This is not how Jas Warren, Wharton High’s theatre teacher and director, expected the curtain to close on his long career.
Warren, who has been at the school since it opened in 1997 and helped lead the theatre department to dozens of awards and State competition appearances, is one of many teachers caught in the crosshairs after budget cuts were announced last week by Hillsborough County Superintendent of Schools Addison Davis in an effort to chop down a $100-million deficit.
The cuts mean that more than 1,200 positions in the country’s seventh-largest school district are being eliminated.
In New Tampa, Warren was far from the only teacher to be affected, but was one of the most senior among teachers who found their positions eliminated as the District continues to struggle with finances. Wharton’s theatre program has been one of the District’s best for many years.
“I guess I’m kind of a little bit sad, a little bit angry and kind of surprised,” says Warren. “I’ve done nothing but exemplary work for 31 years. I thought that meant something. I’ve been at Wharton for 24 straight years; I stood here when it was nothing but a dirt floor, and we’ve had award-winning theater productions, won at the District level and went on to the State level where we have received superior ratings. But, I guess that doesn’t seem to matter much.”
It does matter to parent Kelly Miller, whose daughter went through Warren’s program and whose son also attends the school. Miller says she was disappointed to see the program lose its founder.
“The school is known for its award- winning theater programs,” Miller says. “I’m very shocked at this. Without him, the program will collapse.”
Warren, like many of those who have seen their positions eliminated in the most recent round of cuts, was moved into the teacher’s pool — where he could land another job, although there will be few theatre positions available — because there were fewer students to teach these days.
A Hall of Fame inductee for the international Educational Theatre Association, Warren says he has been told he was being let go because he didn’t have enough students — although he still has about 50 kids in his program now, which is down from 110-120 pre-Covid.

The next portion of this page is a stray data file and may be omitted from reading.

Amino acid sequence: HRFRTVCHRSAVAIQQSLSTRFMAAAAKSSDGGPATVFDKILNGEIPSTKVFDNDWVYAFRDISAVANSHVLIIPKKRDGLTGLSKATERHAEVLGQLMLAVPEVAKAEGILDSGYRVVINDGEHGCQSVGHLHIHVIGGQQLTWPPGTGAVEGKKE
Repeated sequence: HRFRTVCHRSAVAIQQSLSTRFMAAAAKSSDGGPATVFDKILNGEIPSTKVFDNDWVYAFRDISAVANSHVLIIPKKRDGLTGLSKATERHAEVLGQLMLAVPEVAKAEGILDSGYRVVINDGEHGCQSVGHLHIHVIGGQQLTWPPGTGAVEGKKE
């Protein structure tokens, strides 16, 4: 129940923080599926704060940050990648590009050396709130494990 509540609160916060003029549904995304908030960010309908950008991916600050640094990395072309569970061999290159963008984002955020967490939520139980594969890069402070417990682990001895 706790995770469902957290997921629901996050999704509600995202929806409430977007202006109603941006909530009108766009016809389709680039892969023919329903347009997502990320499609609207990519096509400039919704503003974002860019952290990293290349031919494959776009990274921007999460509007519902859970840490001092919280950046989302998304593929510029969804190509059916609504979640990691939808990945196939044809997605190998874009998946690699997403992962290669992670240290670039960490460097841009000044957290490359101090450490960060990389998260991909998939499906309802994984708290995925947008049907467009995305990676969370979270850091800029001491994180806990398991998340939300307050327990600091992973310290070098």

He says he has been overwhelmed with the level of support and outrage from former students and parents, and will keep on fighting “until there is nothing to fight for.”
The theatre program will go on at Wharton, under the direction of a new teacher who also teaches other classes. The same goes for the band program at Benito Middle school, where 10-year veteran Staisy Kibart was told she no longer would run the program (but would be guaranteed a job somewhere else in the District) and it would be taken over, presumably, by another teacher.
Kibart says that when cuts were made last fall, she was told something was coming down. This time, she says she was caught off guard. “We were told something could happen in the fall when cuts were coming in October, but that conversation was never had this time around,” Kibart says. “I was pulled in Wednesday afternoon (April 14) and the bomb was dropped. They said we have to let a music teacher go, and it’s you.”
Benito will have a net loss of 8.08 positions, while Liberty Middle School will lose 6.88. Turner-Bartels K-8 School, however, is losing 16 positions, including five positions in grades 1-4, three Exceptional Student Education (ESE) positions and a music teacher, believed to be chorus.
At the high schools, Wharton actually gained some key positions (including two in reading) and will suffer a net loss of only 3.48 positions, while Freedom High will lose 12.32 positions.
However, Freedom principal Kevin Stephenson says those numbers don’t equal teachers. When vacancies that will go unfilled are unaccounted for, he “only” expects to lose 5-6 teachers.
Stephenson says the cuts will hurt everyone, but are needed.
“It’s something our District really needs to do to get into alignment financially,” he says. “There are challenges, but we have those every year. You have to make payroll, and that means doing things that are really tough.”
The cuts come after dozens of meetings between Davis, the School Board and principals and assistant principals this year.
District 3 School Board member Jessica Vaughn, a Tampa Palms resident, says the cuts are hard on so many but she feels Davis and his staff tried to be as thoughtful as they could, by including school administrators in the process.
But, in order to avoid a state takeover of the District for not meeting certain thresholds in the county reserves, as well as payroll, Vaughn said the action had to be taken.
“I don’t see any way around the cuts to avoid the State taking us over,” she says. “We have to stay out of receivership. I don’t trust the intentions of the State when it comes to doing what’s best for the District.”
Instead of directing her ire at Davis, Vaughn pointed a finger at the State legislature, which she says has continued to vote against providing more money for education and has instead focused on charter school expansion.
Necessary or not, “I think that these cuts drastically, drastically hurt our School District, and that we will feel it for a long time to come.”